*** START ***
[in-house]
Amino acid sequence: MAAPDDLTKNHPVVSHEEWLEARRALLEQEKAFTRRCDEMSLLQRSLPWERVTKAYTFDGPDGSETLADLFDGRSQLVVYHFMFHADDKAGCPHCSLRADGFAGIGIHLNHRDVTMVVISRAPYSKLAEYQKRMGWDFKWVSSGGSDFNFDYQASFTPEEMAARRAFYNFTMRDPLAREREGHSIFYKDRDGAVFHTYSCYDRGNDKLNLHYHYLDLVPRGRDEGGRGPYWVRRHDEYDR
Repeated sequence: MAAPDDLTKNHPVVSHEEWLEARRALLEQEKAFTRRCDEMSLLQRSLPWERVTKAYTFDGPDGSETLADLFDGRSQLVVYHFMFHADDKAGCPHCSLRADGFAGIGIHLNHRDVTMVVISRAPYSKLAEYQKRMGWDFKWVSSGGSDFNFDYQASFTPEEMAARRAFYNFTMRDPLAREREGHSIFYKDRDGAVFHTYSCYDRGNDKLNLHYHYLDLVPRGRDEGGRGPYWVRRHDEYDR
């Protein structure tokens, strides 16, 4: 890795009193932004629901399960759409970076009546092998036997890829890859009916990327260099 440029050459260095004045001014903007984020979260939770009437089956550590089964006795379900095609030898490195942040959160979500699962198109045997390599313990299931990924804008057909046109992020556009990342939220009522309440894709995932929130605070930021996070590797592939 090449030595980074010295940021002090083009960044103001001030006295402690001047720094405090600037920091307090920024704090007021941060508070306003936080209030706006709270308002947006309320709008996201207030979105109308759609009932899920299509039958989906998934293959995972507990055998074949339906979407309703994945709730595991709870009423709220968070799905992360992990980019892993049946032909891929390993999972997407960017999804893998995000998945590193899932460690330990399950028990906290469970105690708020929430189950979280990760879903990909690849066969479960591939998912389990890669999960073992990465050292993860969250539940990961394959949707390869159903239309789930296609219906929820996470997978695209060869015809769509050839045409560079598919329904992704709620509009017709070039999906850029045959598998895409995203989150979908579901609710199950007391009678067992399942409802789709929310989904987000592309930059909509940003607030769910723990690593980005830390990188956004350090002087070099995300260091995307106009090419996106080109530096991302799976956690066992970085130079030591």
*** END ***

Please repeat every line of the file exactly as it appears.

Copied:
[in-house]
Amino acid sequence: MAAPDDLTKNHPVVSHEEWLEARRALLEQEKAFTRRCDEMSLLQRSLPWERVTKAYTFDGPDGSETLADLFDGRSQLVVYHFMFHADDKAGCPHCSLRADGFAGIGIHLNHRDVTMVVISRAPYSKLAEYQKRMGWDFKWVSSGGSDFNFDYQASFTPEEMAARRAFYNFTMRDPLAREREGHSIFYKDRDGAVFHTYSCYDRGNDKLNLHYHYLDLVPRGRDEGGRGPYWVRRHDEYDR
Repeated sequence: MAAPDDLTKNHPVVSHEEWLEARRALLEQEKAFTRRCDEMSLLQRSLPWERVTKAYTFDGPDGSETLADLFDGRSQLVVYHFMFHADDKAGCPHCSLRADGFAGIGIHLNHRDVTMVVISRAPYSKLAEYQKRMGWDFKWVSSGGSDFNFDYQASFTPEEMAARRAFYNFTMRDPLAREREGHSIFYKDRDGAVFHTYSCYDRGNDKLNLHYHYLDLVPRGRDEGGRGPYWVRRHDEYDR
């Protein structure tokens, strides 16, 4: 890795009193932004629901399960759409970076009546092998036997890829890859009916990327260099 440029050459260095004045001014903007984020979260939770009437089956550590089964006795379900095609030898490195942040959160979500699962198109045997390599313990299931990924804008057909046109992020556009990342939220009522309440894709995932929130605070930021996070590797592939 090449030595980074010295940021002090083009960044103001001030006295402690001047720094405090600037920091307090920024704090007021941060508070306003936080209030706006709270308002947006309320709008996201207030979105109308759609009932899920299509039958989906998934293959995972507990055998074949339906979407309703994945709730595991709870009423709220968070799905992360992990980019892993049946032909891929390993999972997407960017999804893998995000998945590193899932460690330990399950028990906290469970105690708020929430189950979280990760879903990909690849066969479960591939998912389990890669999960073992990465050292993860969250539940990961394959949707390869159903239309789930296609219906929820996470997978695209060869015809769509050839045409560079598919329904992704709620509009017709070039999906850029045959598998895409995203989150979908579901609710199950007391009678067992399942409802789709929310989904987000592309930059909509940003607030769910723990690593980005830390990188956004350090002087070099995300260091995307106009090419996106080109530096991302799976956690066992970085130079030591």